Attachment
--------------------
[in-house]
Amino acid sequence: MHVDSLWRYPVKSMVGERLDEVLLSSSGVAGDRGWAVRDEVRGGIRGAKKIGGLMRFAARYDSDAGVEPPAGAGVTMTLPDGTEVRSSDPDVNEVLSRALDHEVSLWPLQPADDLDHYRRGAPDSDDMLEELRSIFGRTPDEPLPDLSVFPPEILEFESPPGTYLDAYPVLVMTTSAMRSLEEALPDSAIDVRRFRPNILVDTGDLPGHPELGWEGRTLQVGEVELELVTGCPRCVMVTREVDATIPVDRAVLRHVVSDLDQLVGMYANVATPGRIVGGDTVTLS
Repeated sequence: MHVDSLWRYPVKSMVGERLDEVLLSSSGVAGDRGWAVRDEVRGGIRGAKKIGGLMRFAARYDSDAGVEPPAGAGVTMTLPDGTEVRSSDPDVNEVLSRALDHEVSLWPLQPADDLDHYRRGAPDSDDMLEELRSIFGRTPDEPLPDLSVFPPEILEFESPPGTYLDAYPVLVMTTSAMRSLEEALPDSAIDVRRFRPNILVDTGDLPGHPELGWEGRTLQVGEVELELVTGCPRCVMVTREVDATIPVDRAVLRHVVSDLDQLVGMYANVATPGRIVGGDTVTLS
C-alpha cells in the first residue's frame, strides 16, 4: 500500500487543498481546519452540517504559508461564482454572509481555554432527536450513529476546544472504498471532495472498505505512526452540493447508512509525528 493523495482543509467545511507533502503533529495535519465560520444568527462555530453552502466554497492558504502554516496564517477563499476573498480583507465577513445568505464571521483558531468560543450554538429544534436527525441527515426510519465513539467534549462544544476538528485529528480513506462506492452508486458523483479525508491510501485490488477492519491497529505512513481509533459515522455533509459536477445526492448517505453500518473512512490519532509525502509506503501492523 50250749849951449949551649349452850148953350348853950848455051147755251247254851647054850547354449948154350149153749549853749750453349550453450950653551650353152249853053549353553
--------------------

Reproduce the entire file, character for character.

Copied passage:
[in-house]
Amino acid sequence: MHVDSLWRYPVKSMVGERLDEVLLSSSGVAGDRGWAVRDEVRGGIRGAKKIGGLMRFAARYDSDAGVEPPAGAGVTMTLPDGTEVRSSDPDVNEVLSRALDHEVSLWPLQPADDLDHYRRGAPDSDDMLEELRSIFGRTPDEPLPDLSVFPPEILEFESPPGTYLDAYPVLVMTTSAMRSLEEALPDSAIDVRRFRPNILVDTGDLPGHPELGWEGRTLQVGEVELELVTGCPRCVMVTREVDATIPVDRAVLRHVVSDLDQLVGMYANVATPGRIVGGDTVTLS
Repeated sequence: MHVDSLWRYPVKSMVGERLDEVLLSSSGVAGDRGWAVRDEVRGGIRGAKKIGGLMRFAARYDSDAGVEPPAGAGVTMTLPDGTEVRSSDPDVNEVLSRALDHEVSLWPLQPADDLDHYRRGAPDSDDMLEELRSIFGRTPDEPLPDLSVFPPEILEFESPPGTYLDAYPVLVMTTSAMRSLEEALPDSAIDVRRFRPNILVDTGDLPGHPELGWEGRTLQVGEVELELVTGCPRCVMVTREVDATIPVDRAVLRHVVSDLDQLVGMYANVATPGRIVGGDTVTLS
C-alpha cells in the first residue's frame, strides 16, 4: 500500500487543498481546519452540517504559508461564482454572509481555554432527536450513529476546544472504498471532495472498505505512526452540493447508512509525528 493523495482543509467545511507533502503533529495535519465560520444568527462555530453552502466554497492558504502554516496564517477563499476573498480583507465577513445568505464571521483558531468560543450554538429544534436527525441527515426510519465513539467534549462544544476538528485529528480513506462506492452508486458523483479525508491510501485490488477492519491497529505512513481509533459515522455533509459536477445526492448517505453500518473512512490519532509525502509506503501492523 50250749849951449949551649349452850148953350348853950848455051147755251247254851647054850547354449948154350149153749549853749750453349550453450950653551650353152249853053549353553